10 Ways To Lower Your Water Bills

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Just been hit by an expensive water bill? While other utilities can often cost us more overall, water is an expense that can still have a tendency of sneaking up on people (especially given that many of us pay it in annual or bi-annual installments).

Fortunately, water bills are one of the easiest utility bills to reduce. It’s largely a case of reducing your water consumption in and around the home. Here are just several ways in which you may be able to spend less on water.

Fix any leaks

A leak could have a significant impact on your water bill. This could be anything from a dripping tap to a corroded pipe to a damaged seal on a washing machine.

Most leaks are easy to pinpoint – it could be a simple case of following the dripping sound or looking out for water damage. In other cases, a leak may require a bit of detective work to solve. A plumber should be able to help you find the source. Indications that there may be a leak besides unusually high water bills include unexplained damp, unexplained trickling sounds or low water pressure.

Upgrade old plumbing fixtures

You may also be able to reduce your water consumption by upgrading any old water guzzling fixtures. Old toilets, old washing machines and old showers could all be worth replacing.

Sites like Plumbers Stock sell modern toilets and showers that can help you to save water. You can meanwhile shop at appliance stores for energy-efficient washing machines. While buying new fixtures isn’t cheap, you’ll likely save money in the long run. This could be particularly the case if old fixtures are already starting to leak.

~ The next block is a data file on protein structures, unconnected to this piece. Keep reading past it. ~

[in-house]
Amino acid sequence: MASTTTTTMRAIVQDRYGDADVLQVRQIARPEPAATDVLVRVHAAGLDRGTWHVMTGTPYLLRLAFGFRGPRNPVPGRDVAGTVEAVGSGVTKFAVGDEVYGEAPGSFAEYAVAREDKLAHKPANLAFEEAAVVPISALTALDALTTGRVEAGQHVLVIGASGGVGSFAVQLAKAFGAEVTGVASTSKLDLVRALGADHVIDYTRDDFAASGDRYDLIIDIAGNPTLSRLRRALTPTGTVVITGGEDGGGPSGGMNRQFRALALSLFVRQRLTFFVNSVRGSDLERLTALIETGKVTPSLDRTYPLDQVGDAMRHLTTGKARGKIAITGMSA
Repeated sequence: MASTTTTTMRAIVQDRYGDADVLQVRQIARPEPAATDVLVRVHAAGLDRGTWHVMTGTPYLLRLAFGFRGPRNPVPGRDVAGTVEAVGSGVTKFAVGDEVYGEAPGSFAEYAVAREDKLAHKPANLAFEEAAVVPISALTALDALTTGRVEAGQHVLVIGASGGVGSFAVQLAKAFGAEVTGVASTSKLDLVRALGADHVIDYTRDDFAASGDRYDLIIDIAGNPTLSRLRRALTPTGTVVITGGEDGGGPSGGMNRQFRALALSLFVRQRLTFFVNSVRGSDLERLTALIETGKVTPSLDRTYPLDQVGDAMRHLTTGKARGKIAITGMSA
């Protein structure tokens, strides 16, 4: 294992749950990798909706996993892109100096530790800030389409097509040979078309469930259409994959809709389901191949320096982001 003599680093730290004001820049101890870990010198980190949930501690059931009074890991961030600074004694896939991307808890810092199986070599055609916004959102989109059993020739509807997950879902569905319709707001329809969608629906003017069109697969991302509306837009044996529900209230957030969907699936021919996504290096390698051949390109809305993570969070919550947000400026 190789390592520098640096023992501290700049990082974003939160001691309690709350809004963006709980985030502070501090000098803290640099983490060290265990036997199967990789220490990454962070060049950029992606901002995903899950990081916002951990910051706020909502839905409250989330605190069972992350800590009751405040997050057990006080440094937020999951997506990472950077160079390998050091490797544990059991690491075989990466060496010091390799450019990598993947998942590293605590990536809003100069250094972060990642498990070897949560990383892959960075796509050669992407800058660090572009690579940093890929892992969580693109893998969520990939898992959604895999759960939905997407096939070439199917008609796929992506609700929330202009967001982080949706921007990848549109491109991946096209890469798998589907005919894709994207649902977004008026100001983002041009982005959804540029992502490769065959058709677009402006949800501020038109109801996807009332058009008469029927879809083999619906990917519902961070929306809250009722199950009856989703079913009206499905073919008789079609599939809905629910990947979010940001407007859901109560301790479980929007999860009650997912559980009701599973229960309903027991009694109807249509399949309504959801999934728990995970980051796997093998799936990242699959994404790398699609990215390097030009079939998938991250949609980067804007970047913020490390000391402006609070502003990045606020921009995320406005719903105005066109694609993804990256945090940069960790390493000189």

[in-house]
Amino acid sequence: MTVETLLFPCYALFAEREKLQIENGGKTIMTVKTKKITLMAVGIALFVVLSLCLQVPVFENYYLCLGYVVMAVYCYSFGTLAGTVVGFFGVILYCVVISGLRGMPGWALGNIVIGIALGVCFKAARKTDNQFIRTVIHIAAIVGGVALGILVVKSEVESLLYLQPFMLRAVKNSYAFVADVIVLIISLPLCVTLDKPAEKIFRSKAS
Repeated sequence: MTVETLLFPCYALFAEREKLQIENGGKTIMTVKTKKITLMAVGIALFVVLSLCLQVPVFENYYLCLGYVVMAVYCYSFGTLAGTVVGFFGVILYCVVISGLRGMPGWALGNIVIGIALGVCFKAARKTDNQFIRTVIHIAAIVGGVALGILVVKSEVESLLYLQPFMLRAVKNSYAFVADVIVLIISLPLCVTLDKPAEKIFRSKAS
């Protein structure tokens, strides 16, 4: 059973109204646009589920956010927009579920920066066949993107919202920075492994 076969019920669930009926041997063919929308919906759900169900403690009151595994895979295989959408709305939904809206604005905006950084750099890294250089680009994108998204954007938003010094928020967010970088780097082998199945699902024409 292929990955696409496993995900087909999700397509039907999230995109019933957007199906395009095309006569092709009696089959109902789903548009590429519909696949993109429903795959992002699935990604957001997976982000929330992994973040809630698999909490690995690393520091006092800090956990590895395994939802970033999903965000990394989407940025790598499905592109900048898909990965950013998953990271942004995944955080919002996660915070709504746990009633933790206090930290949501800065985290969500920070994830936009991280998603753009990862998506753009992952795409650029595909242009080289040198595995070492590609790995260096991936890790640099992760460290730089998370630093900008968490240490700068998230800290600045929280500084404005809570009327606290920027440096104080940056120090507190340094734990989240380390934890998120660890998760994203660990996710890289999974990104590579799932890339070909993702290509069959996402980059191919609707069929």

Don’t leave the tap running

Do you leave the tap running while brushing your teeth? Or do you leave it running while doing the washing up? If so, you could be wasting unnecessary water.

You only need to run a tap while rinsing your brush. As for doing the washing up, it’s much more economical to fill a bowl with water and wash all your utensils in this bowl rather than to wash each utensil under a running tap. This can be a hard habit to kick, but could save you some money.

Buy a dishwasher

On average, most people use up more water when washing dishes by hand than they do when using a dishwasher. As a result, these appliances can be worthy investments.

A decent dishwasher should be able to clean all its contents with one cycle. Some machines have economy settings, but these may not always provide a thorough clean. You can find guides at sites like Expert Reviews that list the best dishwashers on the market.

Certain utensils such as pots and pans may still benefit from being soaked in hot water to get rid of tough food debri. It’s best to leave pans to soak immediately after cooking so that food has less of a chance to harden up.